Sellers need to  learn how to paint a picture where the pain of the same is greater than the pain of change. So often, sellers are pitching ROI which could possibly happen vs. COI which is real and will happen. 

Indecision is a byproduct of risk, meaning buyers stick with the status quo to avoid risk. Therefore it is part of the seller’s job to derisk the buying process. 

This is a shift that sellers will need to make, so being aware of COI and how to sell against the status quo is a resolution for 2024.

2024 Sales Resolution #4: Make real email magic 

As mentioned above, email regulations are likely going to change again soon, given the proposed anti-spam initiatives that Yahoo and Google rolled out in early 2024. Sellers need to be writing personalized, powerful emails every day in order to cut through the noise. Writing emails that work and embrace COI is on your resolution list for sure. It also pays to see what tech is out there to help you write better emails (e.g. Lavender.ai.). 

Jen also shared her outlook on problem prompting – assessing whether or not a problem exists within an organization prior to offering a solution. This can save sellers a lot of time since many people are willing to hear a pitch even if they don’t have enough pain at the time that makes it a priority. If sellers can research to determine if the pain exists first, they can save a lot of time and a lot of pitching to the wrong people.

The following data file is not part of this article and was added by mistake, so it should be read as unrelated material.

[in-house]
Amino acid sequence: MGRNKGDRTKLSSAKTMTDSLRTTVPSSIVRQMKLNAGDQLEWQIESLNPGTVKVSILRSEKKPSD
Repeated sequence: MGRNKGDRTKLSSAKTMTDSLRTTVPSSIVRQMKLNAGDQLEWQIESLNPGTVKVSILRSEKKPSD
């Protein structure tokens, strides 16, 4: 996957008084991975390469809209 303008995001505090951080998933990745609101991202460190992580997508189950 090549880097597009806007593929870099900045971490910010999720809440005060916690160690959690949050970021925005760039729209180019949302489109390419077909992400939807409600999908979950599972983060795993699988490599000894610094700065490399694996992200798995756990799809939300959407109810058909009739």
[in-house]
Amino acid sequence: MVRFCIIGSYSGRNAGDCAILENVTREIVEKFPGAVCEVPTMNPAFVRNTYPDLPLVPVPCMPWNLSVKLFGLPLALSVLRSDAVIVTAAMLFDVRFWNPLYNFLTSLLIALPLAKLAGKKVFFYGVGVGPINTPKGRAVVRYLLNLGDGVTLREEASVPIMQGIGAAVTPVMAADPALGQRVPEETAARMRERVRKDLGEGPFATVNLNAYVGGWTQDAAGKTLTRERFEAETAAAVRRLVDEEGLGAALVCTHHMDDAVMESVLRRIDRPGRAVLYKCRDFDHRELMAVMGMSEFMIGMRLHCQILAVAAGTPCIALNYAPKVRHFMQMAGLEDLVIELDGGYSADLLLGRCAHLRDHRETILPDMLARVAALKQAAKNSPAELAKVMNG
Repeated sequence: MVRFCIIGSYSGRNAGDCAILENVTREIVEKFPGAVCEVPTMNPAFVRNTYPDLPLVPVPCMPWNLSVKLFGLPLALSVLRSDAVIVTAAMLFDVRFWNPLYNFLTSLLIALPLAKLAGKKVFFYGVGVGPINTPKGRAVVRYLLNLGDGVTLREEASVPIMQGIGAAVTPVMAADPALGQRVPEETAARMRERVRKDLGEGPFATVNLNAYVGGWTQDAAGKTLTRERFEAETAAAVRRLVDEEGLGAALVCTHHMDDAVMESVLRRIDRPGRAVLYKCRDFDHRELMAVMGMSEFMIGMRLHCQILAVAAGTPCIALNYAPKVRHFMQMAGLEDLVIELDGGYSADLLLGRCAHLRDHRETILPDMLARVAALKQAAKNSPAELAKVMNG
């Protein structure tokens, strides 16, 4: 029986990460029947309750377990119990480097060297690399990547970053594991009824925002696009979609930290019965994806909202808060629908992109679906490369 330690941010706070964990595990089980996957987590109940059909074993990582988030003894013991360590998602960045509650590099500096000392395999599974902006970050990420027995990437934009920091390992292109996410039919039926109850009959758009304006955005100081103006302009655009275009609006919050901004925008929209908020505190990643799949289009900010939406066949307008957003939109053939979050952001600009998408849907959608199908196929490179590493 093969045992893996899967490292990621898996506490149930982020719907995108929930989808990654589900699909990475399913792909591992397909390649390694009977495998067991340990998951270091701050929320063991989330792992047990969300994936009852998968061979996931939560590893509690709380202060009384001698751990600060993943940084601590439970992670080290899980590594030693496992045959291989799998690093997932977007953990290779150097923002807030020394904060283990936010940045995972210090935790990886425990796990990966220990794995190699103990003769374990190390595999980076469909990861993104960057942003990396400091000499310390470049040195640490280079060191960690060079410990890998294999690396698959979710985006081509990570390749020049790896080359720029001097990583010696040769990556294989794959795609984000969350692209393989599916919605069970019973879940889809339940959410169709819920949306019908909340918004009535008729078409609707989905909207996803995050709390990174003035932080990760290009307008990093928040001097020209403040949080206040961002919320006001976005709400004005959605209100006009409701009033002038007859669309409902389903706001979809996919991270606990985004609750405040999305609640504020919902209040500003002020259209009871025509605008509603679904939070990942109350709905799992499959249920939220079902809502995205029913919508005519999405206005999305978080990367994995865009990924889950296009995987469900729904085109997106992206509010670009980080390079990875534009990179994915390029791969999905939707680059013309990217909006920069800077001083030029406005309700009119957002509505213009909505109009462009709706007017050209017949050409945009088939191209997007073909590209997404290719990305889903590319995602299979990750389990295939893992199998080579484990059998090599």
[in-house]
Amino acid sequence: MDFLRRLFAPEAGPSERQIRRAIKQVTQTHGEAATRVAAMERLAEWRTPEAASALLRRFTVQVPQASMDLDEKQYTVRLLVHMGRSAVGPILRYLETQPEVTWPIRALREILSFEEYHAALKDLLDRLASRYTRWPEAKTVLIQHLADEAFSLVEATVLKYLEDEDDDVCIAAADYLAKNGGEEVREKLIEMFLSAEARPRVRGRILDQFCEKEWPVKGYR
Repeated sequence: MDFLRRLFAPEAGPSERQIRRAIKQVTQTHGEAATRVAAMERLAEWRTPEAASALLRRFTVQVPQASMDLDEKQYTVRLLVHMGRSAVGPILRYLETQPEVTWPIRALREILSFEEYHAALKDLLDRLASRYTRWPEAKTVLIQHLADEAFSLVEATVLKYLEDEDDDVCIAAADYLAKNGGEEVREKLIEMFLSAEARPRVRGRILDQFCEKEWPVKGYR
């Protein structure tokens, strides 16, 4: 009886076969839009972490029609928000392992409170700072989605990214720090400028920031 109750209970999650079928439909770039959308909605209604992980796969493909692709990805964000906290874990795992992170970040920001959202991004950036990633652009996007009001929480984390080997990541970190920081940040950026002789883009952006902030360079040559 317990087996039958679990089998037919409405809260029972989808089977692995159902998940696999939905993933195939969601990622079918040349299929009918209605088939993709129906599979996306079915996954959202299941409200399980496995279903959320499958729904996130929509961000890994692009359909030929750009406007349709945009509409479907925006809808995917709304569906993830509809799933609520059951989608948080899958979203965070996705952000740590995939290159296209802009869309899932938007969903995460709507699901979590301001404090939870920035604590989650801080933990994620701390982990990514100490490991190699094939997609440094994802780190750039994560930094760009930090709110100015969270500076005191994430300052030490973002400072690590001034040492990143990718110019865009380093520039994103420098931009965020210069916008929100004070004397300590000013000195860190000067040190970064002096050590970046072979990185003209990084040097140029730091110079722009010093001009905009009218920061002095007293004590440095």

2024 Sales Resolution #5: Finally commit to social selling

2024 is the year to get your social game off the ground. Chip talked about the power of your personal brand via social selling. Jen explained what she calls social ‘sparking’ which is using social media as a place to discuss ideas, offer guidance and create awareness of a brand without pitching or overtly selling. An area she particularly recommends is groups and communities where sellers can join and listen to hear what concerns their ICP has and how people in their ICP are reaching out to peers for advice. 

LinkedIn still reigns supreme in 2024 for business social, so whether or not your ICP is on LinkedIn, it’s time to engage. If you don’t get LinkedIn Sales Navigator from your company, it’s time to pay for it yourself according to the experts. Learn time blocking tips (e.g. spending 1 hour per day engaging on social media) is a great way to build up that discipline. Another great use for LinkedIn is to follow job change announcements. Has someone you sold to changed to another company? That could be a great time to engage and see if they need your services in their new gig. Chip pointed to experts Mandy McEwen and Sam McKenna for more tips like these. 

What’s next?

2024 is in full swing. Get out there with these resolutions are start your best year yet of selling. And if a new CRM is on your horizon, or if you’re simply tired of the one you have, check out Insightly with a free trial, a demo on demand, or a personalized demo